Africa must prepare for global food crisis

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Letters to the editor

THE tripling costs of fertiliser, rising energy prices and rising costs of food baskets, could worsen in Africa in the coming months

There should be an increased sense of urgency amid a once-in-a-century convergence of global challenges for Africa.

The continent’s most vulnerable countries have been hit hardest by conflict, climate change and the COVID-19 pandemic, which has upended economic and development progress in Africa.

Africa, with the lowest gross domestic product growth rates, has lost as many as 30 million jobs on account of the pandemic.

Russia’s invasion of Ukraine is cause for concern. The war’s ramifications have spread far beyond Ukraine to other parts of the world, including Africa.

Russia and Ukraine supply 30% of global wheat exports, the price of which has surged by almost 50% globally, reaching identical levels as during the 2008 global food crisis. Fertiliser prices have tripled, and energy prices have increased, all fuelling inflation.

The tripling costs of fertiliser, rising energy prices, and rising costs of food baskets, could worsen in Africa in the coming months.

Ninety percent of Russia’s US$4 billion exports to Africa in 2020 were made up of wheat; and 48% of Ukraine’s near $3 billion exports to the continent were made of wheat as well and 31% of maize.

To fend off a food crisis, Africa must rapidly expand its food production. Africa should not be begging. We must solve our own challenges ourselves without depending on others.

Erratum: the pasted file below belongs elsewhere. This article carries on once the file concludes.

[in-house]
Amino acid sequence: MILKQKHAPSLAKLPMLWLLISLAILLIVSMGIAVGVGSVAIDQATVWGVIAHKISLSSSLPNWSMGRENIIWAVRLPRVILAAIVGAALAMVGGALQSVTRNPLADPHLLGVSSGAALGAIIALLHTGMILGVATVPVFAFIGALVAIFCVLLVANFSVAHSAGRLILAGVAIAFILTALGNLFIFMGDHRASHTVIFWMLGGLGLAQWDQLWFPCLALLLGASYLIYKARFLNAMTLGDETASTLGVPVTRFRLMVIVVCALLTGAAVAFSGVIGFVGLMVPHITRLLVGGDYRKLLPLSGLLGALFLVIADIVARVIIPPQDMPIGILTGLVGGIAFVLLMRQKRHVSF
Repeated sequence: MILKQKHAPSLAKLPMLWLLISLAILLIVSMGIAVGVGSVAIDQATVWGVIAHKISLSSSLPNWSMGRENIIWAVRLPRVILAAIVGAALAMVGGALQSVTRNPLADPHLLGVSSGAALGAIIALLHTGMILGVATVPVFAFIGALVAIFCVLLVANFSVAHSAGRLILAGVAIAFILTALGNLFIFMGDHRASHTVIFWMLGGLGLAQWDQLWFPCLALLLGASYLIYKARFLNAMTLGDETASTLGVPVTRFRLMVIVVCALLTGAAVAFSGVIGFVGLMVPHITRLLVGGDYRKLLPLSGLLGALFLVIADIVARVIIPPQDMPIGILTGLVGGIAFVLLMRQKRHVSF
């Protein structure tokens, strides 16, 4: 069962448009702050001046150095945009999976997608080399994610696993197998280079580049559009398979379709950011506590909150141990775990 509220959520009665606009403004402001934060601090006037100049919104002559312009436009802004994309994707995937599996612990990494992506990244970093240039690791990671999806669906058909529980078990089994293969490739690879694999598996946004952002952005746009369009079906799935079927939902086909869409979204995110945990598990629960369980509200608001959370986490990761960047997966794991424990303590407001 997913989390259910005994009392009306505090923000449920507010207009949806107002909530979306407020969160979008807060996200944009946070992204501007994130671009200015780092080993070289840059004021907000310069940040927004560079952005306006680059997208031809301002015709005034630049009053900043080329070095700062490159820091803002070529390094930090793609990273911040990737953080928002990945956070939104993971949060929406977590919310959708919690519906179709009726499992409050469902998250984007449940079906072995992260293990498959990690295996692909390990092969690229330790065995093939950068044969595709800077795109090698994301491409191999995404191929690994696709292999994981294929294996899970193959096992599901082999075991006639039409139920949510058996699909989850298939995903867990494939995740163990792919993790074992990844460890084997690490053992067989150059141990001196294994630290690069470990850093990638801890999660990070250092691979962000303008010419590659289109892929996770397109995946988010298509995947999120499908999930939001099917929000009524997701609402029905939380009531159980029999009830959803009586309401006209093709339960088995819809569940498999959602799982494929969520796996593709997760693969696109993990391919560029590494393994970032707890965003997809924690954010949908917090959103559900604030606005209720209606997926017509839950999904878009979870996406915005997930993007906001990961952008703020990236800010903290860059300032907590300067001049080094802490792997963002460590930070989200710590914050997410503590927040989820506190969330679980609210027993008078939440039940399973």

The Africa Development Bank (AfDB)’s innovative flagship initiative, Technologies for African Agricultural Transformation (Taat) programme — a programme operating across nine food commodities in more than 30 African countries, has made its early successes.

Taat has helped to rapidly boost food production at a large scale on the continent, including the production of wheat, rice and other cereal crops.

Taat has already delivered heat-tolerant varieties of wheat to 1,8 million farmers in seven countries, increasing wheat production by over 1,4 million tonnes and a value of US$291 million.

Heat-tolerant varieties are now being planted across hundreds of thousands of hectares in Ethiopia and Sudan, with extraordinary results. In Ethiopia, where the government has put the Taat programme to work in a 200 000-hectare lowland irrigated wheat programme, farmers are reporting yields of 4,5 to five tonnes per hectare. Taat’s climate-smart seeds are also thriving in Sudan, which recorded its largest wheat harvest ever — 1,1 million tonnes of wheat — in the 2019-2020 season.-AfDB

We know who is bleeding the central bank

THE Reserve Bank of Zimbabwe forex auction system is a co-ordinated money siphoning mechanism by the 21st century fundis who pretend to represent the masses while they loot for their families.

The forex auction system must be stopped without further delay as anything else escalates the plunder.

The idea of the forex auction must yield visible benefits like helping on production and reasonable prices for goods produced.

A look at the prices of everything being sold, including those labelled Proudly Zimbabwean, shows that we are not anywhere near having a stable economy as millions of United States dollars continue being siphoned from the central
bank.

The exchange rate on the black market has shot to 1:400.

On the forex auction system, some companies have only had the joy of being allocated foreign currency, but have gone for as long as eight months without getting anything.